Liberation Day, Victory Day, Victory Day in Europe: the end of World War II in Europe and the victory over National Socialism have many names.
In some countries, such as France and Slovakia, the day is a national holiday, and in Germany, it is celebrated as a memorial day. After 12 years of brutal Nazi rule, almost six years of war, 60 million victims, and six million Jews killed, on May 8, Nazi Germany was defeated and the war ended.
The capitulation was signed several times, so in different countries, the end of the war is celebrated on different dates. On the night of May 6, 1945, General Alfred Jodl officially signed the surrender in Reims, which took effect on May 8, 1945.
However, Soviet dictator Joseph Stalin organized the second act of capitulation on “his” territory: on the night of May 9, Field Marshal Wilhelm Keitel placed his signature on the capitulation document at the Soviet headquarters in Berlin-Kalrshorst. That is why Russia is celebrating the victory on May 9. In the Netherlands, however, the festivities begin on May 5: this day marks the “Bevrijdingsdag” – the end of the German occupation.
For Germany, the issue of May 8 is complicated
Germany needs time to decide how to react to the May 8 event. For the population with the capitulation begins the so-called “hour zero” – initially no one wants to look back. The day symbolizes both defeat and liberation, which is too confusing for the young post-war republic. And the newly formed German Democratic Republic (GDR) in East Germany embarks on the Soviet path of development, declaring itself an anti-fascist successor state and thus rejecting any responsibility for what Nazi Germany did.
In West Germany, they avoid talking about this day. The first German Chancellor, Konrad Adenauer, even insisted on speeding up the adoption of the Basic Law (the Constitution) so that it would coincide with the eighth of May (1949). The archives keep his words: “For us Germans, this is truly the first happy day since 1933.”
Later, German President Richard von Weizsäcker would call May 8 in his historic speech a “day of liberation” from the hateful system of governing the National Socialists. In 2020, May 8 was once declared an official holiday, and since then it has been celebrated as a day of remembrance. Since then, the debate over whether this day should not be permanently declared a holiday has not stopped.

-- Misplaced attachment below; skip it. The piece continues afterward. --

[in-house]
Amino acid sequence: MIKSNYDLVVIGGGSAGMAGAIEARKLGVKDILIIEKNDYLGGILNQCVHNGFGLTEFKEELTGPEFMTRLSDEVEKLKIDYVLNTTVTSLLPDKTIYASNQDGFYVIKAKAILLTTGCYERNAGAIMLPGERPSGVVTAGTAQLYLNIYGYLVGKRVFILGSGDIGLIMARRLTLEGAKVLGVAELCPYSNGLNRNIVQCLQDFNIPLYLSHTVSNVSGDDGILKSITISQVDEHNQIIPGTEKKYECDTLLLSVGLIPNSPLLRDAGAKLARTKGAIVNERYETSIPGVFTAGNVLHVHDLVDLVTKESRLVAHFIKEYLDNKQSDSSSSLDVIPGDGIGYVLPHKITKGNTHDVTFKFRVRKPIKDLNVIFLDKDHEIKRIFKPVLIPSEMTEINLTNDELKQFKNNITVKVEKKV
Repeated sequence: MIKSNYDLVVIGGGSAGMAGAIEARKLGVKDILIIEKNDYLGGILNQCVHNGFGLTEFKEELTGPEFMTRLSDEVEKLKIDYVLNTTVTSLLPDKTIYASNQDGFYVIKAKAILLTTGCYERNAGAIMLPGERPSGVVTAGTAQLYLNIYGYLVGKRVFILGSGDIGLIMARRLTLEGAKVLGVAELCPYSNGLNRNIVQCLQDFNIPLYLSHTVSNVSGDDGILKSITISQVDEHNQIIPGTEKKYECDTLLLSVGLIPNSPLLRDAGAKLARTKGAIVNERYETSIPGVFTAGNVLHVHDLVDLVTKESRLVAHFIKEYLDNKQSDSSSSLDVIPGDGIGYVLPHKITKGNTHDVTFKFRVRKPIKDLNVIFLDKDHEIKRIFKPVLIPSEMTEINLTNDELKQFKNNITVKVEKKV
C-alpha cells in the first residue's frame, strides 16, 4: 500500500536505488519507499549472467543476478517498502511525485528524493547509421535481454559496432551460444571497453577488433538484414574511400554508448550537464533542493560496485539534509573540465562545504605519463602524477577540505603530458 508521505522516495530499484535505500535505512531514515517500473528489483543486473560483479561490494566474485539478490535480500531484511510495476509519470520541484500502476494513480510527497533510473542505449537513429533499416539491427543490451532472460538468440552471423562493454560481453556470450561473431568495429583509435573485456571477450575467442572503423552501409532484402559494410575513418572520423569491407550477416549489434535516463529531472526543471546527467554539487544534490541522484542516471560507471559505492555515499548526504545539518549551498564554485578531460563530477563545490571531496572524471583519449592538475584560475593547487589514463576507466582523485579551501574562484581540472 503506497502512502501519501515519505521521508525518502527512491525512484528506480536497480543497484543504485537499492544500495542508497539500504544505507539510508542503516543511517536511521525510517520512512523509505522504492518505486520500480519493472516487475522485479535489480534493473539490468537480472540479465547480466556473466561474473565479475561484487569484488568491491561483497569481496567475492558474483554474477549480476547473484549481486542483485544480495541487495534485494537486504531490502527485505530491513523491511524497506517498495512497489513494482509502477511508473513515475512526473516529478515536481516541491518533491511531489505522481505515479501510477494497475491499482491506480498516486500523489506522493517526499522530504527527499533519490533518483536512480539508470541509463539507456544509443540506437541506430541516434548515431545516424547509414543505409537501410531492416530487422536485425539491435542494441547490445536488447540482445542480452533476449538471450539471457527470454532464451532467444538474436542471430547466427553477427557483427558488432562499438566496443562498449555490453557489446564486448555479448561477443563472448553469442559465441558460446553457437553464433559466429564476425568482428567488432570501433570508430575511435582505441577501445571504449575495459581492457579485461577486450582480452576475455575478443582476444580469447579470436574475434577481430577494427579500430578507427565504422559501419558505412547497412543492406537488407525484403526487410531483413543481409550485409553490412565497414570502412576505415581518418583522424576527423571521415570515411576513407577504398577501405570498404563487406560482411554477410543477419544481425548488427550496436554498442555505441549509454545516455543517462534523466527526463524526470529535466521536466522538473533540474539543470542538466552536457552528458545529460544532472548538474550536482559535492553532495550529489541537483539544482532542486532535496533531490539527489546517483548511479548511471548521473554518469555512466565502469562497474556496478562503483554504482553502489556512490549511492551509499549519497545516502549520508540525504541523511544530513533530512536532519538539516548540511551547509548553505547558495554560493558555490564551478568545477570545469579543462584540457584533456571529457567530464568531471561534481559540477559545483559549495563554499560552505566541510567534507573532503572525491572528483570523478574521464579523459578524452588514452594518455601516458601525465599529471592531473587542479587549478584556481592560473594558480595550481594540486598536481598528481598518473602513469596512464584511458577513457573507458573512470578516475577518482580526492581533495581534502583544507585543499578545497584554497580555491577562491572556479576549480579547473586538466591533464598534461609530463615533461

In Russia: for domestic use
In Russia, Victory Day, as it is called throughout the post-Soviet space, has been a day of mourning for decades because of the millions of Soviet victims in World War II. But that has changed in recent years. President Vladimir Putin is increasingly using this day for domestic political purposes. As early as 2020, a study by the German Science and Politics Foundation concluded that Putin was telling Soviet history more and more one-sidedly to make his regime look stronger and a successor to the great Soviet power.
Under Putin, for example, pompous military parades in Red Square have returned. To last year’s Russian president, he said: “Russia has consistently defended international law. At the same time, we will firmly defend our national interests to ensure the security of our people. And the brave Russian armed forces, the successors of the Victory Soldiers, are a sure guarantee.” In the tradition of the Red Army, Putin promoted the image of a threatened great empire. This includes the fact that since 2014, and recently with the attack on Ukraine in February this year, he defines Ukraine as “fascist”, which again connects with Nazi times. Read more: Ukraine pays tribute to those killed during World War II
“Putin and Russian state propaganda turned the historic capitulation of Germany on May 9, 1945, into a narrative of the Kremlin’s current political actions. The Soviet victory over Nazi Germany was used by Putin’s regime as an excuse for his conquest on February 24. a war against Ukraine, “said Ingo Mantoifel, a Deutsche Welle expert on Russian affairs. Thus, May 9 lost one of its functions – to remind of the suffering of millions of people and became an aggressive tool for the propaganda of Putin’s Russia, he added.
Concerns about expanding the war
In the same context, it has been speculated for weeks that Putin will now use the historic date of May 9 to fuel his propaganda in the war against Ukraine. Experts fear that Putin may announce a general mobilization on May 9, which will provide him with tens of thousands more troops. And Ukrainian intelligence has warned that Putin may be planning a military parade in the occupied Ukrainian city of Mariupol.
Thus, on May 9, instead of a day of remembrance, it finally became a propaganda tool.
Written by Lisa Henel, DW.com
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